123. Sometimes, I like for my students to help each other. Do you think this will be helpful or harmful since children do not always use proper English?   Do you feel bilingual children understand slang quicker than Standard English?   How do you let a child know that you would like to learn more about his/her culture if he/she is shy/withdrawn without crossing boundaries?

These are a very insightful questions. I agree that ALL children MUST, SHOULD, OUGHT TO be taught what you term "proper" English. This is a particularly difficult problem I have observed in Arkansas and just about everywhere in the South, and in the inner city schools of large urban areas, such as Los Angeles. TEACHERS MUST, SHOULD, OUGHT TO model that "proper" English you mention in your question, and, unfortunately, many teachers do NOT model that "proper" language for their students. Thus, teachers who model not-very-proper-English teach students who use not-very-proper-English either.

When it comes to students-modeling-for-other-students, as in the situation you mention in your question --children working together with other children when some or all of the children do not use "proper" English--, the TEACHER has a tremendous responsibility to insure that ALL students speak correctly to one another. Thus, teachers must do tremendous amounts of modeling BEFORE they let students work together and use English without direct supervision. One way of monitoring students' language use is to prepare short dialogs for the students to interact with each other following a "script," that is, the dialog prepared by the teacher.  This dialog must be practiced BEFORE students interact without the teacher's direct supervision.

Depending on the age of the students, the teacher could POST within the classroom the acceptable forms of expression. For example, I have many signs in my class where I display what I expect to hear as students talk to each other.

I have a sign indicating that in my class students are to REFRAIN, ABSTAIN, CEASE AND DESIST, NEVER UTTER the words "stuff," ". . .like . . .," "guy / man." Another sign lists WAYS TO RESPOND WHEN ADDRESSED by another person. I have a sign that lists the "long" form of all contractions because I do not accept contractions in speech or in writing. Another sign lists CLASSROOM COMMUNICATION where I offer expressions such as: "Would you be so kind to . . . .," "Could you do me the favor to . . . .," etc.

Now I am responsible for MODELING these linguistic behaviors so I must use "proper" and "polite" English at all times. Still, when students talk to each other --or they address me in a hurry--, they forget, so I calmly remind them to say it again, this time correctly.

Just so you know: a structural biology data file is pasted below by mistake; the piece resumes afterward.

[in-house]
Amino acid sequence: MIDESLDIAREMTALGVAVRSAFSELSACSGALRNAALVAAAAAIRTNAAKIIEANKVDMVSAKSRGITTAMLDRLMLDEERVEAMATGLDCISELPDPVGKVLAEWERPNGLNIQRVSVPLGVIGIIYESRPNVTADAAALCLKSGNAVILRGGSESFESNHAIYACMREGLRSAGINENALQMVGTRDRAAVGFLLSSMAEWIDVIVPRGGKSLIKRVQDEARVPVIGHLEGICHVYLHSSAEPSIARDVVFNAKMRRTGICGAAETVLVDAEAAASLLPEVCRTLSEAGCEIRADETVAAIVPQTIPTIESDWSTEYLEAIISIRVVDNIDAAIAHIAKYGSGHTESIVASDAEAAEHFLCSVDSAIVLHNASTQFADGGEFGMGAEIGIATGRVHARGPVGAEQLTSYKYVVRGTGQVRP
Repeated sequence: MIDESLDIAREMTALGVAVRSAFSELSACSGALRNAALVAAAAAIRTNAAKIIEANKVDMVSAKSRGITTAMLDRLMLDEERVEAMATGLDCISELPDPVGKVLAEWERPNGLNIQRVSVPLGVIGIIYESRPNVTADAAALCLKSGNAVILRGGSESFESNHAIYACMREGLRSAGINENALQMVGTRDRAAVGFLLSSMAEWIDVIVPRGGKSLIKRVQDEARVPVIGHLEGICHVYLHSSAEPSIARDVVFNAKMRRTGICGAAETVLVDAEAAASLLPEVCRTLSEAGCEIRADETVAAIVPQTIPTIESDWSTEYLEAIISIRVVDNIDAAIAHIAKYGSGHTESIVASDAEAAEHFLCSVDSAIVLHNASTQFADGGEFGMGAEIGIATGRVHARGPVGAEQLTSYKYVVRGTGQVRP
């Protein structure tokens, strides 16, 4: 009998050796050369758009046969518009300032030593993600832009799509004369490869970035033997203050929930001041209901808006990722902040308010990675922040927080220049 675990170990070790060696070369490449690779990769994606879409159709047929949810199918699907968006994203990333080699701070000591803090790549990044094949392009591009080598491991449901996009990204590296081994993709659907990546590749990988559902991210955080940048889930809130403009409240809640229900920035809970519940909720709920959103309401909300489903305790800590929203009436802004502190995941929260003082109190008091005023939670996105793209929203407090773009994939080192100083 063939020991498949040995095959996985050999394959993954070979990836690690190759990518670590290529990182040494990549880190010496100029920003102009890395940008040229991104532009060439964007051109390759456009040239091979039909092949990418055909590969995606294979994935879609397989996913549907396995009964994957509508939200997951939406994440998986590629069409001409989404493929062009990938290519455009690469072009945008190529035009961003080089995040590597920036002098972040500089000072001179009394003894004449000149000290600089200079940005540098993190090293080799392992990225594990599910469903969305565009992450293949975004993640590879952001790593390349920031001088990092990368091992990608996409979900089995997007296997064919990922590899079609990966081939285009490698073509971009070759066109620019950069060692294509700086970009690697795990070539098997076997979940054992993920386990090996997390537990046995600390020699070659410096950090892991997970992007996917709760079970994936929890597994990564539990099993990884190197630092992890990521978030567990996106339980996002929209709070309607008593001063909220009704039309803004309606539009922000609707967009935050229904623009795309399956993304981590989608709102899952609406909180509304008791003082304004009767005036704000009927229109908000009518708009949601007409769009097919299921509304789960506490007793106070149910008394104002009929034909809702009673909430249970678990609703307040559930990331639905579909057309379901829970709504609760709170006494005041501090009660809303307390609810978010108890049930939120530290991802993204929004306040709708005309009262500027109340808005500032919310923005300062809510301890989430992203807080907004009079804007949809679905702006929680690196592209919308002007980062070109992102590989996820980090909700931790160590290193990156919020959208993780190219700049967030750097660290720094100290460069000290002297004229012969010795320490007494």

Thus, depending on the age of your students --and their literacy level-- you may wish to POST signs in your class reminding students what to say. BUT the battle never ends. And it is a battle in which ALL teachers must make the effort to participate. It is truly a crime --in my opinion-- to allow students to use "improper" language for years and years until their habits of language use totally determine their career opportunities. THEN, the students must overcome their habits without any help, and it is probably too late to make substantial changes.

Bilingual children, just like any other children, imitate the language models they hear around them. Bilingual children play with English-ONLY children who do not provide "proper" models of English language usage, or "slang," as you say in your question. Bilingual children absorb the "slang" as easily as they could learn the "proper" English forms.

The same is true for the English-ONLY-speaking children: If teachers would model "proper" English and would require these children to respond using "proper" English, these English-ONLY-students would learn "proper" English as easily as they have learned "slang" English.

Thus, there is no "rule" that states how fast children learn "slang." ALL children learn what they hear. If they hear "slang" more often than "proper" English, they will master "slang" English faster and easily. If they hear "proper" English more often than "improper" English, they will master the "proper" English faster and easily.

Ask the parents, or older students from the same cultural background, and then, surprise the shy/withdrawn student by doing some cultural activity from (h)is/er cultural heritage in class!!!! That should open up the shy/withdrawn student!!! And it should indicate to that student that you want to learn more about (h)is/er culture!!!!!!

 

 


For more in-depth information, classroom demonstrations, and "coaching" of new and/or experienced teachers, Dr. CARMEN SANCHEZ SADEK offers:

1. Cognitive - Academic Language and Vocabulary Development
2. Cross Cultural Diversity - Multicultural Strategies
3. Effective Instruction for English Learners (L.E.P. students) Parts 1, 2, 3, 4
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5. Cognitive - Academic Language and Vocabulary Development
6. Oral Language / Literacy Skills / Higher Order Thinking Skills
7. 50/50 Dual Language Programs: design, planning and implementation
8. The Structure of English / The Structure of Spanish
9. Transition: Introduction to English Reading

Web Site Programs for Teachers: Numbers 1, 5, 7, 8, and 9.
Web Site Programs for
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Enhanced Cultural Sensitivity - The Challenge of Students Diversity
Identifying / Responding to Students' Language Needs
Phonemic Awareness: Teaching English phonics to L.E.P. students
Relationship Between Reading, Writing and Spelling
Improving Reading Performance -- Building Oral Language Skills)

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